Stratton said Friday he approached Lake about the potentially dangerous road because a large number of residents and area drivers approached him about it.

“My comment was that the general public thinks it’s unsafe,” he said Wednesday. “When you get complaints like that, I’ve got to step into the picture.”

Lake, who met with Stratton on Wednesday at the site, said he did not agree with the road commissioner’s assessment.

“I checked the grades (Wednesday) on the project, and they are all very close to the design,” he said in an email to selectmen Wednesday. “I also watched traffic for about an hour (and) I would hardly call it a dangerous situation.”

Lake also took issue with the town’s request to rip up all of the pavement because it is not what was in the contract. He said tearing up and repaving the section of road would take only a day or two, but he couldn’t understand ripping out “perfectly good” pavement.

Stratton said selectmen just want C.H. Stevenson to adhere to the contract.

“(The selectboard) wants to tear it up because there was no 19-millimeter binder underneath (the 12.5-millimeter),” he said. “Generally speaking, you will get a 19-millimeter binder to put over the gravel, then you go over it with the 12.5 (-millimeter), then you finish it off with the 9.5 (-millimeter).”

No date has yet been set for C.H. Stevenson to come back to fix the road.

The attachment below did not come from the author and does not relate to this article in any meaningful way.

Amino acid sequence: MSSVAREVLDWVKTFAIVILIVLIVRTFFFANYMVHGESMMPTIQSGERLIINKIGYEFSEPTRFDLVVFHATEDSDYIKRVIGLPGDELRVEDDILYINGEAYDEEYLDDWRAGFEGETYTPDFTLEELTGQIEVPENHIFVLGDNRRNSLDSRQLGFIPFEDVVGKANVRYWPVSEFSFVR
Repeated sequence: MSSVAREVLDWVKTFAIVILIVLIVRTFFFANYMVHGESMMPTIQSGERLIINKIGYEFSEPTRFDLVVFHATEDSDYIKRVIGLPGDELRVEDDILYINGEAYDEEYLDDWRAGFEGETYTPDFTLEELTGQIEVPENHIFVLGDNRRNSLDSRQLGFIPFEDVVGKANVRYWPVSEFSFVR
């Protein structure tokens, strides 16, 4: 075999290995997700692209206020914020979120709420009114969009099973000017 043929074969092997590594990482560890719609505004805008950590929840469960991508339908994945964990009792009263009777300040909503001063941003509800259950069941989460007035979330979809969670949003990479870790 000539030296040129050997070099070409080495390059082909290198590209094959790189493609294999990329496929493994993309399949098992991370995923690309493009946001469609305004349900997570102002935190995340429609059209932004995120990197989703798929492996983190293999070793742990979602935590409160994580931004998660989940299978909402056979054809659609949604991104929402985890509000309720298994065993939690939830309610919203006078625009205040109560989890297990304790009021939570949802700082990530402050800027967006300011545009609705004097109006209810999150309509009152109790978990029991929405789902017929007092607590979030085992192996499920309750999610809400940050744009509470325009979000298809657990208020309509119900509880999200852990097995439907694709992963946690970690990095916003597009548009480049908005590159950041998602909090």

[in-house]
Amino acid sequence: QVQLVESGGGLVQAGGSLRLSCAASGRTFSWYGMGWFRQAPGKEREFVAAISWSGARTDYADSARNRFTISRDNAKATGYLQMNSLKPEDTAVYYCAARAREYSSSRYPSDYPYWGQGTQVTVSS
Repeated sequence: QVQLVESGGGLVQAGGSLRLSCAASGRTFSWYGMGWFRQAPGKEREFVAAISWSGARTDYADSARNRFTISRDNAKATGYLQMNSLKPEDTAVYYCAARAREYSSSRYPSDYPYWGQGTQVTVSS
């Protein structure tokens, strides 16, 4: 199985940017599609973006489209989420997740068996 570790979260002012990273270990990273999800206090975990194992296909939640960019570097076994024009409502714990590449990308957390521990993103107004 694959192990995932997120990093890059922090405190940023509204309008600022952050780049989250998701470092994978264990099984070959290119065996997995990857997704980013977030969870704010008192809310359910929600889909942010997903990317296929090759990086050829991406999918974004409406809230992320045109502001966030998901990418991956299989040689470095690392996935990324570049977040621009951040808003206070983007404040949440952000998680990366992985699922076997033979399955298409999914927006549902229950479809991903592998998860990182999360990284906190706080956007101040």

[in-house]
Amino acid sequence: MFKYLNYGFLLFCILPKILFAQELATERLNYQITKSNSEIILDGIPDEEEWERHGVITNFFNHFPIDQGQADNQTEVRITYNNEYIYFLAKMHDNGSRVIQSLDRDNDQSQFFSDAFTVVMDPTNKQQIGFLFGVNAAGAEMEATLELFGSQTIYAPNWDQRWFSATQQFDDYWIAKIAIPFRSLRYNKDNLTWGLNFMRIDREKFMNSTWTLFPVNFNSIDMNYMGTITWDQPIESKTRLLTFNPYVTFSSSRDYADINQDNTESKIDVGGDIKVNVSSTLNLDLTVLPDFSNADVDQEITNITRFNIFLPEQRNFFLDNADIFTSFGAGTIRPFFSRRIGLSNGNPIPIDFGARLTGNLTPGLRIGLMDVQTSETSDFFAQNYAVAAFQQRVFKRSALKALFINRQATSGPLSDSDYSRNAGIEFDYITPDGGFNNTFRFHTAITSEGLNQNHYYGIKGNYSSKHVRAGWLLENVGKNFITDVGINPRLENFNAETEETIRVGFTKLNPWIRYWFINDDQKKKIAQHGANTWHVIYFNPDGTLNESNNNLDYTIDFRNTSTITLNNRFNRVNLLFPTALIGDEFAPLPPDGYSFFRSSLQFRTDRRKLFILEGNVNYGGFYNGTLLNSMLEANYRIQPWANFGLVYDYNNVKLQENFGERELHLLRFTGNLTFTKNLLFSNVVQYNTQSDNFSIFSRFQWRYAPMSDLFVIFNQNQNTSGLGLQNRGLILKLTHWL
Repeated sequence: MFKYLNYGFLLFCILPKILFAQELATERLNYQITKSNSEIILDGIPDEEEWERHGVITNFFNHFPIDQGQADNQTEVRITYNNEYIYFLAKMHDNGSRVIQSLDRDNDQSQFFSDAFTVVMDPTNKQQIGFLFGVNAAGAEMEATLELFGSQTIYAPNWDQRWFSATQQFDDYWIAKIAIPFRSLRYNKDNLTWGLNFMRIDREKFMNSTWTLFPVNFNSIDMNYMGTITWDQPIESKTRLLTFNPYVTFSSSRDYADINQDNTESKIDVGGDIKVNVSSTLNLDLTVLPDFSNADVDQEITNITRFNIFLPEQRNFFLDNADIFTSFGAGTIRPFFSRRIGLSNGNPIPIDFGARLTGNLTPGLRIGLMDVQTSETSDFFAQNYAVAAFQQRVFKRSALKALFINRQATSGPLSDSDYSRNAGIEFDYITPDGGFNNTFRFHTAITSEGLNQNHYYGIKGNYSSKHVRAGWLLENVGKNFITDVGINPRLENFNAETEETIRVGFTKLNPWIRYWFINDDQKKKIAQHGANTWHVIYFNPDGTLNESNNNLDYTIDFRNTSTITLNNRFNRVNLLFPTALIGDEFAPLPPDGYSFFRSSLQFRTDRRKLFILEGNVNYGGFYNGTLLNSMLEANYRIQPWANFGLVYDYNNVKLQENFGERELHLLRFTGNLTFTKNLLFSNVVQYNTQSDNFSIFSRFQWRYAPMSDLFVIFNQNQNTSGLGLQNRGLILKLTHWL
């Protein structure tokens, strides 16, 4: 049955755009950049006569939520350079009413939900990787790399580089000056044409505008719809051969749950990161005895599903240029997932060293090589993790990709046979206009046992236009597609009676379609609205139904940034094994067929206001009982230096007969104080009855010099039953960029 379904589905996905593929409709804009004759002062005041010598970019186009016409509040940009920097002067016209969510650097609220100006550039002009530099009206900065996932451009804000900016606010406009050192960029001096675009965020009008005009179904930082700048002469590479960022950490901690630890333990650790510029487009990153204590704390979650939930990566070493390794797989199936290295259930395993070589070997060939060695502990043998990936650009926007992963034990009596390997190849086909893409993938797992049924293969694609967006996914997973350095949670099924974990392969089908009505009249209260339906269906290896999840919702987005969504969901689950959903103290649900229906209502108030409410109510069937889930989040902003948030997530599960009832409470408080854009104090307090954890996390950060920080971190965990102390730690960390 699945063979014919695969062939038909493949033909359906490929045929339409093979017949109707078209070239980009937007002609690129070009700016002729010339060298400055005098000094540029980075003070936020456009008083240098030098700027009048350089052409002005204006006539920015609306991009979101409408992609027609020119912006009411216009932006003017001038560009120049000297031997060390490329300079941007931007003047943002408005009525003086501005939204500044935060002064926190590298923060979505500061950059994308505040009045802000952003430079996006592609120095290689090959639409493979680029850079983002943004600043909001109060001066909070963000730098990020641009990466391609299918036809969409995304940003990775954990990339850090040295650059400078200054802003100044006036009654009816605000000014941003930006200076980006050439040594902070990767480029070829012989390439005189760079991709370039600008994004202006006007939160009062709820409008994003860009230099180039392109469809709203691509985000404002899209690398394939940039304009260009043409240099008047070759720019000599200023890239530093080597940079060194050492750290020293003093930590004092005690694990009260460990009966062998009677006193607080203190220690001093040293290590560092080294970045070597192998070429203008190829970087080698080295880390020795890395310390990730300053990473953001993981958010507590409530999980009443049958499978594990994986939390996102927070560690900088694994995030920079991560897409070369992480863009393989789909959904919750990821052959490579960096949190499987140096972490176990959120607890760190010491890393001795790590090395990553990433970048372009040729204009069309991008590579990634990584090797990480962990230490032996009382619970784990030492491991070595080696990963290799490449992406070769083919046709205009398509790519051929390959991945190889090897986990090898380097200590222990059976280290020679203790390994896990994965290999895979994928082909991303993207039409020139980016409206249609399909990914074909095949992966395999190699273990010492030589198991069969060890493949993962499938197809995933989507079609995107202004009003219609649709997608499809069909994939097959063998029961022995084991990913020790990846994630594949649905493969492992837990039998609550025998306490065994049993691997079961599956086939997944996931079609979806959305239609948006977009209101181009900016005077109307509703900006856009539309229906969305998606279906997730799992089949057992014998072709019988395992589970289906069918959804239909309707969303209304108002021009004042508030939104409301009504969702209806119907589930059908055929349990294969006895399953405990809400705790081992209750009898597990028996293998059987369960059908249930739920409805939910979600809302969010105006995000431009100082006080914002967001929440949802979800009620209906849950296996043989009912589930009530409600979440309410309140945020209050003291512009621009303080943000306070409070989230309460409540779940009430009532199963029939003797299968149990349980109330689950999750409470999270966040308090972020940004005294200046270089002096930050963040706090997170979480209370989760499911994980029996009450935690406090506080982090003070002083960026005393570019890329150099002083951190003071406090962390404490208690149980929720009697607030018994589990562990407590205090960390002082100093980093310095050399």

Lake’s Wednesday email stated plans were in motion to fix that portion of the road.

“I (can’t) be sure if the grader operator put the dips (or) humps in the road or the paver,” he said. “Either way, I agree that it needs to be fixed.

“I have marked out the area that needs to be cut out and redone,” Lake added.

Another sticking point is that the contract C.H. Stevenson was sent did not include the town’s typical wording. Usually those include three options for Farmingdale to remedy work not done to their standard. The options include terminating the contract and paying for all work deemed “satisfactorily complete” with reallocation of the funds to hire another contractor to finish the job, substituting in a new contractor to finish the project, or undertaking legal action to force the original contractor to finish the work and pay for the town’s legal fees.

The Kennebec Journal reviewed the contract Friday, finding that clause was not part of what was sent to C.H. Stevenson. Webster said the contract was written by the project’s engineers, E.S. Coffin Engineering and Surveying, and the town did not add anything to it, aside from dimensional and material standards.

The contract does contain a performance bond to cover problems of incomplete work, which says the town can catalogue the work already done, pay the contractor for only that work and hire the job out to another contractor, or the contractor can hire its own relief.

Lake said his company already should have been paid for the drainage aspect of the job, which has not been scrutinized at public meetings.

“The entire paving portion of the project was only worth (about) $15,000 and the town is holding the entire contract amount on a bonded job; so if we are going to start talking about filing suit, let’s start there,” Lake said in his email to selectmen. “We are all frustrated with how these two projects have progressed, but an invite to a selectman’s meeting is hardly a notification of deficiencies.”

Sam Shepherd — 621-5666

[email protected]

Twitter: @SamShepME